Don't miss

Ryan O’Neal, A Crime Retrospective: Fighting The Law And Cancer

Ryan O’Neal is back in the headlines. He’s kicking cancer in its face. Again. O’Neal was diagnosed with stage IV prostate cancer yesterday. It took the man less than 24 hours to beat that shit down to a “stage 2″ with a “sunny” prognosis.

We shall see. Ryan O’Neal is, despite his boyish Irish looks, a bit of a bad ass. After all, he had the stones to taunt Mr. Toole in Barry Lyndon, something 7 out of 10 sane men would not do. That’s a scientific fact right there.

He’s also got a pretty solid rap sheet when it comes to beating the law, too. In honor of O’Neal winning over prostate cancer, here’s a retrospective on his short but outstanding career in crime film.

First came The Thief Who Came To Dinner. 1973 was to Ryan O’Neal what ’99 was for Jude Law: His acting career engaged the afterburners and soon, you couldn’t look up without seeing his name in lights. In this comedy-crime romp, O’Neal is Webster McGee, a computer hacker turned blackmailer turned jewel thief. Cramming three crime careers into one film, O’Neal didn’t play at breaking the law for another five years.

Then, in 1978, The Driver rolls onto the scene. O’Neal gets behind the wheel as a professional driver who moonlights as a getaway driver. He’s known only as the Driver. As for the plot, The Driver is “notable for its impressive car chases, its no-frills style of filmmaking, and its rarely speaking, unnamed titular character.”

Okay, so, apparently Ryan O’Neal was Ryan Gosling, only 24 years earlier. How many clones of Drive are out there?

A pattern develops: Ryan O’Neal is always down by law. He never plays the cop, only the scumbag or the falsely accused.

That trend really kicks in with Tough Guys Don’t Dance. Robert Towne, Chinatown writer, worked on that one. It shows. Not just because the title is so very true – I know, because I can’t dance a lick – but because of this plot: “Tim Madden, who is prone to blackouts, awakens from a two-week bender to discover a pool of blood in his car, a blond woman’s severed head in his marijuana stash, and the new police chief, Captain Luther Regency, shacked up with his former girlfriend Madeleine.”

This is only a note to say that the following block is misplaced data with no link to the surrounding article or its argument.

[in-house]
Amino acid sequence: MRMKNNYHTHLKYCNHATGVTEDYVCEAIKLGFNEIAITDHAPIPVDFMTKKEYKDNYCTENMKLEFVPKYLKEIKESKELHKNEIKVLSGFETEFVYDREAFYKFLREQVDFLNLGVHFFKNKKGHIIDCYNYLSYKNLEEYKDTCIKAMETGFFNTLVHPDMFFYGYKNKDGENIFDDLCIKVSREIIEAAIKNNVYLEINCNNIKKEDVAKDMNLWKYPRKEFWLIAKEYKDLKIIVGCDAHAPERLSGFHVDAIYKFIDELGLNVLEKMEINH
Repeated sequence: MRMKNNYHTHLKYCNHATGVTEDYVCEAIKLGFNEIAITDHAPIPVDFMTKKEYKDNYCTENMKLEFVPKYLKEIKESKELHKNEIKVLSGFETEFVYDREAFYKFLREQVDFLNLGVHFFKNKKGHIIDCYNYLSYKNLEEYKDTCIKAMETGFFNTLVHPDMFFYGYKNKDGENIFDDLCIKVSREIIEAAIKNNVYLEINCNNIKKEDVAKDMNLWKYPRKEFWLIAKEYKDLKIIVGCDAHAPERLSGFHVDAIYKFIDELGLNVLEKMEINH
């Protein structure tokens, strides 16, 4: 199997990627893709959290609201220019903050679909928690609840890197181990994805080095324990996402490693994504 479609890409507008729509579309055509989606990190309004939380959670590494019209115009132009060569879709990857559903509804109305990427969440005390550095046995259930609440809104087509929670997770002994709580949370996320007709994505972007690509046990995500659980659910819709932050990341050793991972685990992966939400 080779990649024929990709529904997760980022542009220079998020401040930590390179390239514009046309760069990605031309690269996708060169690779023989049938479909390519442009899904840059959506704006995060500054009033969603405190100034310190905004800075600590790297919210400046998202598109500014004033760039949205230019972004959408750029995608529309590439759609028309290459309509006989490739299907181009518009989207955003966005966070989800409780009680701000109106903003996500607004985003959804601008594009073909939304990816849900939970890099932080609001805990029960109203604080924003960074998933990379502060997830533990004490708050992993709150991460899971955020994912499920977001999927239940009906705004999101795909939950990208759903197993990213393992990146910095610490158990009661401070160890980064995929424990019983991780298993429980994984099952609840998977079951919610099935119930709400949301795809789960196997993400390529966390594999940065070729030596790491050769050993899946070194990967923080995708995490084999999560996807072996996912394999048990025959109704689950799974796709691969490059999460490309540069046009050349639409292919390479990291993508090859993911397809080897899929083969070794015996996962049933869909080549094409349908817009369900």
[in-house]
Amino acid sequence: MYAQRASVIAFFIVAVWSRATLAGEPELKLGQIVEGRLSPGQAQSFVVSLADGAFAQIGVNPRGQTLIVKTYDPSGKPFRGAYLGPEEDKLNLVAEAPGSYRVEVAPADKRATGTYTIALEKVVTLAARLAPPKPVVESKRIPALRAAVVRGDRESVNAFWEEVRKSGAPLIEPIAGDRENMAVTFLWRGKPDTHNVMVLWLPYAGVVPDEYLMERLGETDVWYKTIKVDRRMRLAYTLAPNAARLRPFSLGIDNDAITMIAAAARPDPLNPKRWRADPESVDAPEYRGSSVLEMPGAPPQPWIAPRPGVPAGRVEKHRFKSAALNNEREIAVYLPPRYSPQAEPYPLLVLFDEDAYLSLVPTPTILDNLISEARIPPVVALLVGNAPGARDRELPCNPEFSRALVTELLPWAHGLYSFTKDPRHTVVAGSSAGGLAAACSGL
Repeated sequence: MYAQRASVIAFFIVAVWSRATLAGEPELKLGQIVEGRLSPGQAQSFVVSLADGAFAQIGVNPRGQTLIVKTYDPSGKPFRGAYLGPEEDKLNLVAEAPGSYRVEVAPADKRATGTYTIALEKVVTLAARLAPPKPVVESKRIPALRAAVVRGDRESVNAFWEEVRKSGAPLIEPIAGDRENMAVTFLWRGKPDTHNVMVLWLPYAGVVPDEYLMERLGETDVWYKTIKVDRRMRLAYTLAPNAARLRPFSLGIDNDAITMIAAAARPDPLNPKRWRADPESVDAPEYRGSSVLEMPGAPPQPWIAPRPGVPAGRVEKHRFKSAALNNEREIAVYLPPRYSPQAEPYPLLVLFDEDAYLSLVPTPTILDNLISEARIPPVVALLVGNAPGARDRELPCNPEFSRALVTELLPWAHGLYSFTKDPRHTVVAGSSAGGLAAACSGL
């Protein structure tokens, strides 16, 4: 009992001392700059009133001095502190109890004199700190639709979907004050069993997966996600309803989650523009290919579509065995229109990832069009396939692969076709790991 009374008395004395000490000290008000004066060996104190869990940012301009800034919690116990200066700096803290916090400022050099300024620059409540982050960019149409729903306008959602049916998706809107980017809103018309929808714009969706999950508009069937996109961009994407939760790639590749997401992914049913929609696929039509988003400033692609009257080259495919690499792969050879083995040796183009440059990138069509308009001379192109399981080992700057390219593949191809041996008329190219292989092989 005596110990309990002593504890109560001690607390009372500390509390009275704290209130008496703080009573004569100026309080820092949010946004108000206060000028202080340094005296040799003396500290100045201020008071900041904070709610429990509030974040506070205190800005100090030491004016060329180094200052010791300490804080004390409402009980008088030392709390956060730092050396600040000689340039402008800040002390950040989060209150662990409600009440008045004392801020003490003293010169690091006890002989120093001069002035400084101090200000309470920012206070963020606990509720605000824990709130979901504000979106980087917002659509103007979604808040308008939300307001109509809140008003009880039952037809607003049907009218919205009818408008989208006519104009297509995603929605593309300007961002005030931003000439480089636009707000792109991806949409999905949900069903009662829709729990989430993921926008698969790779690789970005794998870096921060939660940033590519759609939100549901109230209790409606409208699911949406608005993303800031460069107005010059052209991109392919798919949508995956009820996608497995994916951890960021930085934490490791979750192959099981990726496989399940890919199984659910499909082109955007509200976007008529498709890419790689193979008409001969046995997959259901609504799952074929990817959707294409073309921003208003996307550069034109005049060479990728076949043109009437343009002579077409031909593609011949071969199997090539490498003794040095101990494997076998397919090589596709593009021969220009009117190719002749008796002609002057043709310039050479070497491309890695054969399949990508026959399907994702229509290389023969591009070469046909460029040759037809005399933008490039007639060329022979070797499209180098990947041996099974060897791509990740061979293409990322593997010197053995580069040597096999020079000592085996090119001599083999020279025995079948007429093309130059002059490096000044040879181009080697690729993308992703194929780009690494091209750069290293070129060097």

Cheery little number, isn’t it? Has Towne all over it. It also has a rep as a box office flop, an artistic disaster and a putrid rating on Rotten Tomatoes.

Fever Pitch, Ryan O’Neal’s foray into Los Angeles noir, fared little better. This 1985 flick about a sports writer who – yep, you guessed it – gets in over his head in criminal dealings withers in the shadow of a Drew Barrymore romantic comedy about baseball.

But Ryan O’Neal’s final contribution to crime cinema shines. He waited another dozen years before hitting the screen with the sleeper smash, Zero Effect. Bill Pullman plays a deranged detective employed by O’Neal, a wealthy magnate. Don’t be fooled, O’Neal is never the good guy. He is, however, a solid villain, though Pullman truly steals the show.

Here’s hoping O’Neal keeps knocking cancer back into submission so that he can continue to slime up the screen in the years to come.

About Matthew C. Funk

+Matthew Funk is a social media consultant, professional marketing copywriter and writing mentor. He is the editor of the Genre section of the critically acclaimed zine, FictionDaily and Full Stop. Winner of the Spinetingler award for Best Short Story on the Web 2010, M. C. Funk has been published at numerous sites online, indexed at his Web site, and in print with Needle Magazine, Howl, 6S and Crime Factory. He is represented by Stacia J. N. Decker of the Donald Maass Literary Agency.


  1. Michael

    April 21, 2012 at 2:43 pm

    You dropped out 1969’s The Big Bounce based on the Elmore Leonard novel. I know it’s bad but it is a crime film…

    • Jimmy Callaway

      April 21, 2012 at 8:46 pm

      Good catch. And as bad as it might be, it couldn’t be worse than the Owen Wilson one from a few years back.

Leave a Reply

Your email address will not be published.

You may use these HTML tags and attributes: <a href="" title=""> <abbr title=""> <acronym title=""> <b> <blockquote cite=""> <cite> <code> <del datetime=""> <em> <i> <q cite=""> <strike> <strong>